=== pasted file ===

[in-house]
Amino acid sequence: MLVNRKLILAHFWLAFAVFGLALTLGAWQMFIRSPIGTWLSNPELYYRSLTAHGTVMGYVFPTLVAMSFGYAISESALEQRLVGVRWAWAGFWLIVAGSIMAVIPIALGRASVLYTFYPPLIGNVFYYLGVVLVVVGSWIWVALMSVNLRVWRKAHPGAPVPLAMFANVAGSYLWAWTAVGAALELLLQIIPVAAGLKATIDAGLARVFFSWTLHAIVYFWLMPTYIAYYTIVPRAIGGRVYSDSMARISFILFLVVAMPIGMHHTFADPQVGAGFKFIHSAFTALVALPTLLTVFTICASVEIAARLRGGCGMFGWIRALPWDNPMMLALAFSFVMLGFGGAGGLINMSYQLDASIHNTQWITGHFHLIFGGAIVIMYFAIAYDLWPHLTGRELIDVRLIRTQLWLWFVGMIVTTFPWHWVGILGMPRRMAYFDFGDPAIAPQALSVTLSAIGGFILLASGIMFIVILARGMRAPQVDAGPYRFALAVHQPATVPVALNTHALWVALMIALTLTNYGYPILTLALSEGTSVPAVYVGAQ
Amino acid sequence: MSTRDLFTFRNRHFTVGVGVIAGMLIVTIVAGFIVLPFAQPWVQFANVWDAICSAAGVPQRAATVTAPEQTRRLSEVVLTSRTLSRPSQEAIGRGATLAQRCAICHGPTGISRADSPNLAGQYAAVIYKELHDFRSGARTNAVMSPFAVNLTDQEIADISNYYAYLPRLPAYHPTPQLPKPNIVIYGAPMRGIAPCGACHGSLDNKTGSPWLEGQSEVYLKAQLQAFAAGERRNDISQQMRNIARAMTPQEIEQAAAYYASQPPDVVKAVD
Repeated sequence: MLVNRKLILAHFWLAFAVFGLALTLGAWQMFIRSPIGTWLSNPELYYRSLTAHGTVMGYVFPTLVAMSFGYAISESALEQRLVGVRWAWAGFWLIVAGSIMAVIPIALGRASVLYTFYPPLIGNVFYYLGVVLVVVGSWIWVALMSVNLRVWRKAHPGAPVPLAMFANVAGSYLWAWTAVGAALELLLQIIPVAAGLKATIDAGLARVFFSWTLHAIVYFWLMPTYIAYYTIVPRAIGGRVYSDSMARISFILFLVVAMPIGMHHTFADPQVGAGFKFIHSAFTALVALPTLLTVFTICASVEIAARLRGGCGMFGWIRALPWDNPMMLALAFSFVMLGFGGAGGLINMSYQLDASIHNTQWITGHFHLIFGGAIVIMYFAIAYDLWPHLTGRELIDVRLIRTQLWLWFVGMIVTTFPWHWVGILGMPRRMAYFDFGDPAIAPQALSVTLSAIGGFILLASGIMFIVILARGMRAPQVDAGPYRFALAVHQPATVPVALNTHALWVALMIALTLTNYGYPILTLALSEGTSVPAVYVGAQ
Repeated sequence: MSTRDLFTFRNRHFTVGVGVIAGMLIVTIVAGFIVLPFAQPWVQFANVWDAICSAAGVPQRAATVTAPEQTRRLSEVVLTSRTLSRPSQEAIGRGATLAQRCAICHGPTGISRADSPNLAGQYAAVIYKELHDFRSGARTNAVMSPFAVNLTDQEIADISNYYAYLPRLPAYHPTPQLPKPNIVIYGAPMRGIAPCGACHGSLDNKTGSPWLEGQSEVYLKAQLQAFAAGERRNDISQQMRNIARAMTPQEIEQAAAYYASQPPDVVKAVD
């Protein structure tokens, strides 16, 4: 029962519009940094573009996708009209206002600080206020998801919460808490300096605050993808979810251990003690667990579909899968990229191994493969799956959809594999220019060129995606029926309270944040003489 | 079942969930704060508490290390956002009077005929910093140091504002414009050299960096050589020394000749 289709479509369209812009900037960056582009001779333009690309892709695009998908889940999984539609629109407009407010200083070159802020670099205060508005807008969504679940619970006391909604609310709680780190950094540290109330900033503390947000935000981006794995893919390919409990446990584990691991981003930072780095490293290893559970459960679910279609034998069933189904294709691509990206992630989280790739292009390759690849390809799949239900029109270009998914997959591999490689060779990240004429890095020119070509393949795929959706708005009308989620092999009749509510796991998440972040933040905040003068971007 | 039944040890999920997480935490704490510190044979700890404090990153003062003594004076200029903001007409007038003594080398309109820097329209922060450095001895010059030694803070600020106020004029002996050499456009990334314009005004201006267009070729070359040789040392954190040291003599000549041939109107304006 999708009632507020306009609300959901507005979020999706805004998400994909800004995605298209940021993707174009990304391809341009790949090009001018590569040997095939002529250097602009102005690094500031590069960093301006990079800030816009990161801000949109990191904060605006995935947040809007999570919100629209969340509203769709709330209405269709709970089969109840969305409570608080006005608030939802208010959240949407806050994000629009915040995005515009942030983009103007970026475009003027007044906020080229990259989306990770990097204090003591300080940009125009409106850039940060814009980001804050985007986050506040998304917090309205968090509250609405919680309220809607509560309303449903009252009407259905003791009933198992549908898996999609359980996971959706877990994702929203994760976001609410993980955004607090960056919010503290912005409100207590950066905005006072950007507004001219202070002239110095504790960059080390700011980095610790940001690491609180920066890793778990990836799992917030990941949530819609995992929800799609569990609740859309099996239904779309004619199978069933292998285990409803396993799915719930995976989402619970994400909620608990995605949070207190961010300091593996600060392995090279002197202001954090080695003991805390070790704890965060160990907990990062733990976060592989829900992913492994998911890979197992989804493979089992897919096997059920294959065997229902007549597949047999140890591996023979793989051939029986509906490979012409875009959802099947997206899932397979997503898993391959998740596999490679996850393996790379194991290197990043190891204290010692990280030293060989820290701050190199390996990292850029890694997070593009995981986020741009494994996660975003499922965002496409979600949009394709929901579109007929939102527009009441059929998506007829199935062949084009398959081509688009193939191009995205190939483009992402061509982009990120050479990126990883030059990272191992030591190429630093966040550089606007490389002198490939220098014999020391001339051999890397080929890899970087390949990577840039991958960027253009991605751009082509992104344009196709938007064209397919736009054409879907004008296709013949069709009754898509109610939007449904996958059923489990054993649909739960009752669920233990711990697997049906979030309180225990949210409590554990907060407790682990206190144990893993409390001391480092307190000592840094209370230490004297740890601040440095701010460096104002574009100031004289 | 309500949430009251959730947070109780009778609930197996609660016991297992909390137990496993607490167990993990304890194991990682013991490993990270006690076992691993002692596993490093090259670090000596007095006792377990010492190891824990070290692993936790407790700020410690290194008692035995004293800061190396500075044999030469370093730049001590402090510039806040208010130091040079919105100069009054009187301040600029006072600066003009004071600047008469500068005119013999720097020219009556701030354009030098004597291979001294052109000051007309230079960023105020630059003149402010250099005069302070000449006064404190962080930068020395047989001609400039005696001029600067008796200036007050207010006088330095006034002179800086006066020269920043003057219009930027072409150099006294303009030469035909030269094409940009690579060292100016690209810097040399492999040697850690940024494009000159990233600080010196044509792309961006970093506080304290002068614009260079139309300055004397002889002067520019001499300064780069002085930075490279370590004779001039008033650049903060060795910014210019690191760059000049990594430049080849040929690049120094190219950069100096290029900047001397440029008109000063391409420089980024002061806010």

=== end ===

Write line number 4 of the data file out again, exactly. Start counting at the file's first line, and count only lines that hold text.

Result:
Repeated sequence: MLVNRKLILAHFWLAFAVFGLALTLGAWQMFIRSPIGTWLSNPELYYRSLTAHGTVMGYVFPTLVAMSFGYAISESALEQRLVGVRWAWAGFWLIVAGSIMAVIPIALGRASVLYTFYPPLIGNVFYYLGVVLVVVGSWIWVALMSVNLRVWRKAHPGAPVPLAMFANVAGSYLWAWTAVGAALELLLQIIPVAAGLKATIDAGLARVFFSWTLHAIVYFWLMPTYIAYYTIVPRAIGGRVYSDSMARISFILFLVVAMPIGMHHTFADPQVGAGFKFIHSAFTALVALPTLLTVFTICASVEIAARLRGGCGMFGWIRALPWDNPMMLALAFSFVMLGFGGAGGLINMSYQLDASIHNTQWITGHFHLIFGGAIVIMYFAIAYDLWPHLTGRELIDVRLIRTQLWLWFVGMIVTTFPWHWVGILGMPRRMAYFDFGDPAIAPQALSVTLSAIGGFILLASGIMFIVILARGMRAPQVDAGPYRFALAVHQPATVPVALNTHALWVALMIALTLTNYGYPILTLALSEGTSVPAVYVGAQ